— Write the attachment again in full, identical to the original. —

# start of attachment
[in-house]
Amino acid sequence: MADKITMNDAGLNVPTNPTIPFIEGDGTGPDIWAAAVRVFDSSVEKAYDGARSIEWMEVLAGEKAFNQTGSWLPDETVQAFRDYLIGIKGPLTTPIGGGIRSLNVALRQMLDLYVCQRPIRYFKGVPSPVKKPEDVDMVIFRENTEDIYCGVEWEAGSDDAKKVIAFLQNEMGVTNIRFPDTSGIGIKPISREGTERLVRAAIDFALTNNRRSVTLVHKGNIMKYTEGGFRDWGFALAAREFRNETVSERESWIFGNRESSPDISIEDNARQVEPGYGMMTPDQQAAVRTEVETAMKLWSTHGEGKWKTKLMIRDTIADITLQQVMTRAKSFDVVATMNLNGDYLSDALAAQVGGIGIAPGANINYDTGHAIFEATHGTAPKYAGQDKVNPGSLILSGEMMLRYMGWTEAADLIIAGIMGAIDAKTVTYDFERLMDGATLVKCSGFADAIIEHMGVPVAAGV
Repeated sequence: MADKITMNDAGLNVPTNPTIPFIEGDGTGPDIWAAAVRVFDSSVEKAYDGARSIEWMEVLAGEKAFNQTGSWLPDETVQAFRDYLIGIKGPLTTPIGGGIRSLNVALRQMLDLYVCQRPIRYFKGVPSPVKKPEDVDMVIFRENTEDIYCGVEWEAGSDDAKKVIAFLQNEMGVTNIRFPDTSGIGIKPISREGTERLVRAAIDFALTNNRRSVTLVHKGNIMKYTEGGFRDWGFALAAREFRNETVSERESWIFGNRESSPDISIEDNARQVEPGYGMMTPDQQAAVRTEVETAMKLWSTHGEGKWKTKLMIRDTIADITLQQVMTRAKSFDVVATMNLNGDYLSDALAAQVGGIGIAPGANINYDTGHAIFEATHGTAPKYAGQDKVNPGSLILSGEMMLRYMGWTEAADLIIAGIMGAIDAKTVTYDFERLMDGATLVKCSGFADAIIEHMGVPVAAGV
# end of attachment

[in-house]
Amino acid sequence: MADKITMNDAGLNVPTNPTIPFIEGDGTGPDIWAAAVRVFDSSVEKAYDGARSIEWMEVLAGEKAFNQTGSWLPDETVQAFRDYLIGIKGPLTTPIGGGIRSLNVALRQMLDLYVCQRPIRYFKGVPSPVKKPEDVDMVIFRENTEDIYCGVEWEAGSDDAKKVIAFLQNEMGVTNIRFPDTSGIGIKPISREGTERLVRAAIDFALTNNRRSVTLVHKGNIMKYTEGGFRDWGFALAAREFRNETVSERESWIFGNRESSPDISIEDNARQVEPGYGMMTPDQQAAVRTEVETAMKLWSTHGEGKWKTKLMIRDTIADITLQQVMTRAKSFDVVATMNLNGDYLSDALAAQVGGIGIAPGANINYDTGHAIFEATHGTAPKYAGQDKVNPGSLILSGEMMLRYMGWTEAADLIIAGIMGAIDAKTVTYDFERLMDGATLVKCSGFADAIIEHMGVPVAAGV
Repeated sequence: MADKITMNDAGLNVPTNPTIPFIEGDGTGPDIWAAAVRVFDSSVEKAYDGARSIEWMEVLAGEKAFNQTGSWLPDETVQAFRDYLIGIKGPLTTPIGGGIRSLNVALRQMLDLYVCQRPIRYFKGVPSPVKKPEDVDMVIFRENTEDIYCGVEWEAGSDDAKKVIAFLQNEMGVTNIRFPDTSGIGIKPISREGTERLVRAAIDFALTNNRRSVTLVHKGNIMKYTEGGFRDWGFALAAREFRNETVSERESWIFGNRESSPDISIEDNARQVEPGYGMMTPDQQAAVRTEVETAMKLWSTHGEGKWKTKLMIRDTIADITLQQVMTRAKSFDVVATMNLNGDYLSDALAAQVGGIGIAPGANINYDTGHAIFEATHGTAPKYAGQDKVNPGSLILSGEMMLRYMGWTEAADLIIAGIMGAIDAKTVTYDFERLMDGATLVKCSGFADAIIEHMGVPVAAGV